Pickled herrings have been a staple in Northern Europe since Medieval times. Now, since last January, the herring counter has expanded to the south of Spain, to Torremolinos.
There we find John and Elizabeth Hofman. This Dutch couple are known for their special love of 'maatjesharing' - Dutch-style soused herring.
A year ago they opened their counter beside the Euro bar at the very heart of La Carihuela. It became a showcase for traditional Dutch gastronomy on the Costa del Sol.
In this interview Elizabeth points out how marinated herring is something that unites many nations on the coast.
What distinguishes the Dutch herring from others?
First of all, old tradition. 'Matjesharing' became a staple dish of the Netherlands in the Middle Ages. Our herrings are "ripened" for a couple of days in oak barrels in a salty solution, or brine. It's this special brine that makes the Dutch soused herring special. It is much sweeter than other European equivalents and gives the fish a distinctive sharply piquant flavour.
When did you decide to launch your herring business?
At the beginning of last year we decided to open a 'Haring' stall in the most Dutch place on the Costa del Sol - La Carihuela of Torremolinos. Here there are many bars and restaurants owned by Dutch people, as well as a supermarket and hairdressers, and the Netherlands consulate is also located here. The only thing missing was a herring sale counter and this is our principal gastronomic tradition! We even say that herring holds a special place in the heart of every Dutch person.
Do non-Dutch people buy your herrings?
I admit that raw herring is definitely not for everyone. But we have some people from Germany, France and Scandinavian countries who like it because they have something similar. In the Nordic countries, for example, herring flavoured with mustard or onion is eaten with dark rye bread, crisp bread, as well as sour cream, or potatoes. Sure, many people have bought the typical Swedish herrings in the Ikea food shop. However, John offers only 'fresh soused' herring from Holland, with diced raw onions and gherkins, decorated with the Dutch flag. Our herring is also supposed to be eaten in a special way. The only true Dutch way to enjoy herring is vertically, raising the fish above the mouth and taking generous bites from the dangling herring.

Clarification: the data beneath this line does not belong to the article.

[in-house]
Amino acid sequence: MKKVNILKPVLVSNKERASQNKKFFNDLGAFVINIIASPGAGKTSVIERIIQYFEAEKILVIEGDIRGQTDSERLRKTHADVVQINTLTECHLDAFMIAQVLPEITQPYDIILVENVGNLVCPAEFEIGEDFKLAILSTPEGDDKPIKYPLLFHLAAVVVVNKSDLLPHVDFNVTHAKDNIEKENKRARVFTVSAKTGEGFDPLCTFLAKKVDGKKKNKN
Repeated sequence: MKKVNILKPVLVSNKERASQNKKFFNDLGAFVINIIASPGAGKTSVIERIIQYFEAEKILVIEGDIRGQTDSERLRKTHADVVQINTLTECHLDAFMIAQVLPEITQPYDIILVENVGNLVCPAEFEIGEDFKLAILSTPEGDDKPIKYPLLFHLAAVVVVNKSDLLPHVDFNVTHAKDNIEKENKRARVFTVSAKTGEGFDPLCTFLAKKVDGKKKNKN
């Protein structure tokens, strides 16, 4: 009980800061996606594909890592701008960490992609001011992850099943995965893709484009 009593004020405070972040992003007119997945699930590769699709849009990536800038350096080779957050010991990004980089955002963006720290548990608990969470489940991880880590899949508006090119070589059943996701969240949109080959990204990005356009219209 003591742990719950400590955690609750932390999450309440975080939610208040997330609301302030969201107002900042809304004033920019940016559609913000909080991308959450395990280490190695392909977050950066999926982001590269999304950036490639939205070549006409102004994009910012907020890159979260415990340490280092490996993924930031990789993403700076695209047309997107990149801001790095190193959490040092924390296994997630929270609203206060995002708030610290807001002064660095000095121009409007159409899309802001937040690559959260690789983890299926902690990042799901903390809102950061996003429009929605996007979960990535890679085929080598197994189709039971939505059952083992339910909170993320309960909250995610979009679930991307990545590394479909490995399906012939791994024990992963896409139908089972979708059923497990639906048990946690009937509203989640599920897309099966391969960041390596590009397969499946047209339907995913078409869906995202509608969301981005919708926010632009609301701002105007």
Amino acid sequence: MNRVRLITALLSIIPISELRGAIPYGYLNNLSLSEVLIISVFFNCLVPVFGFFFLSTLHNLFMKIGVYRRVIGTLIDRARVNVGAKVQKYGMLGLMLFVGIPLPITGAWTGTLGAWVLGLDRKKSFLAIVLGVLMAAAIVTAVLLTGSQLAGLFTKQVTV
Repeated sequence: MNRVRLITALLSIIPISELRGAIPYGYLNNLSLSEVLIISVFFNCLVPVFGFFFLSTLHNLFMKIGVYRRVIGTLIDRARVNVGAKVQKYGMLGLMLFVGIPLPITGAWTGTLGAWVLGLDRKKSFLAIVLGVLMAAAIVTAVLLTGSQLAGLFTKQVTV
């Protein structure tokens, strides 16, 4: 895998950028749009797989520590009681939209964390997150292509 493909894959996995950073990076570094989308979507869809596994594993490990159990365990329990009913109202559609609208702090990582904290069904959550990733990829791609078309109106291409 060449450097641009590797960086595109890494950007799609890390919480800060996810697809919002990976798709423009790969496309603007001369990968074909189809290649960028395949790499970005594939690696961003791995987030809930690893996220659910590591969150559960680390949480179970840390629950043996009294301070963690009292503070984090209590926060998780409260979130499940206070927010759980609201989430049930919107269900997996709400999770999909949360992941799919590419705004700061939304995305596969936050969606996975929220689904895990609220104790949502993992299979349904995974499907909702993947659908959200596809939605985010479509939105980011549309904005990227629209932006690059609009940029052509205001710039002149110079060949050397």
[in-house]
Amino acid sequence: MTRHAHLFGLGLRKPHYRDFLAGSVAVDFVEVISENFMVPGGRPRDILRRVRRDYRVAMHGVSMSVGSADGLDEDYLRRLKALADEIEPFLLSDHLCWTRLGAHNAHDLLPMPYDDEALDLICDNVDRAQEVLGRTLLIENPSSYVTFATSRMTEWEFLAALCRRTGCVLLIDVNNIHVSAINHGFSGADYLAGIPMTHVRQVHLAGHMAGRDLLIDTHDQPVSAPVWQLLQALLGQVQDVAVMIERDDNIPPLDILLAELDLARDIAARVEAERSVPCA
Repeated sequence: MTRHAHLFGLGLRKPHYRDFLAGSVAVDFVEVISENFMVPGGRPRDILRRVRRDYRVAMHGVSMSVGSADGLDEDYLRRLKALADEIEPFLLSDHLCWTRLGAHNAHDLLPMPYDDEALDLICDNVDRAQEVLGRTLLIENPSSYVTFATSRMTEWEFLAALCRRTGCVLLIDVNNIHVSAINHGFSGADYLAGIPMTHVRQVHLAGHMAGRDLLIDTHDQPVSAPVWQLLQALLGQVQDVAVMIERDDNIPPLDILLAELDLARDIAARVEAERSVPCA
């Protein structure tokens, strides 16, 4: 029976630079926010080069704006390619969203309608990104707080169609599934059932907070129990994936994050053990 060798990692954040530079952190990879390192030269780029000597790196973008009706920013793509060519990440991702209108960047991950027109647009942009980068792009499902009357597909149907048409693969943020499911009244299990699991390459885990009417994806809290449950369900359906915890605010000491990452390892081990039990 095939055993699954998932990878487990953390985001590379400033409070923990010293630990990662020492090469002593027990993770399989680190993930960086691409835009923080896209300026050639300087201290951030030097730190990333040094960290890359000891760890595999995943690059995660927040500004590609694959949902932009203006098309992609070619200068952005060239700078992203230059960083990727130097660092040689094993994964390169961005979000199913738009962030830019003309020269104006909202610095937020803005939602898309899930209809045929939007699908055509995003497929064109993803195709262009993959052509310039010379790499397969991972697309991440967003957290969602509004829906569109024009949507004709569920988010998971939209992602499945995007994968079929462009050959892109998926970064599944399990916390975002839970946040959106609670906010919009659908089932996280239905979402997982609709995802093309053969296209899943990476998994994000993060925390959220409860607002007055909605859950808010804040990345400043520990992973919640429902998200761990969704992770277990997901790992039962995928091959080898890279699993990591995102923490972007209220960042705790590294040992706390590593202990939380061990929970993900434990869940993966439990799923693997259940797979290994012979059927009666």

Are only residents or guests of Torremolinos your customers?
No, not at all. The Dutch who live in other towns on the Costa del Sol come here to eat our herring. For example, we have permanent Dutch customers from Marbella and Fuengirola. A Russian woman from Mijas often comes with her Ukrainian husband. They say that pickled herring is very common in Eastern European cuisine as well. There, it is cut into pieces and served covered with minced boiled vegetables and seasoned with mayonnaise.
What about British people?
We found out that 'soused herring' in English can also mean a cooked marinated herring. But the Dutch herring is almost raw. So some Brits compare our herring with kipper. But one English man said that in his hometown he used to eat bloaters, herrings that are salted and lightly smoked without gutting. I guess this English recipe was inspired by the invention of our national hero, a fisherman called William Buckels. In the 14th century, he got the idea of gibbing - to salt herrings and pack them into barrels. It is believed that the emperor Charles V even erected a statue to Buckels honouring his fish preservation technique that had beneficial consequences for the country.
Charles V was Spanish. Do Spanish people nowadays try your herring as well?
Not particularly... though Spanish people have their traditional 'arenques', sardines salted in wooden barrels. There are also numerous ways to serve pilchard in many regional recipes: raw, fermented, pickled or cured in other ways. For example, marinated fish is typical of Andalusian gastronomy. I know that in many restaurants in Cadiz province you can order a marinated tuna fish or dogfish. Near Tarifa, they prepare a snack of tuna, marinated in brine and served on dark bread. It appears that soused fish unites many countries.
Is your stall open all year round?
Yes. We opened just before the pandemic started. So we had to stop for the period of the lockdown. In general we sell the herring only on Fridays from 9am to usually 5pm. Here, winter on the Costa del Sol can be dull and cloudy with little sun so soused herring, which is rich in Vitamin D, comes into its own at this time of year because it can help supplement sunlight.
What other benefits has the herring for health?
It is known that pickled herring is rich in Omega-3 fatty acids, selenium and Vitamin B12. It is also a good source of tyramine that helps regulate blood pressure. In fact, I read that they recommend fermented and marinated food in the coronavirus pandemic.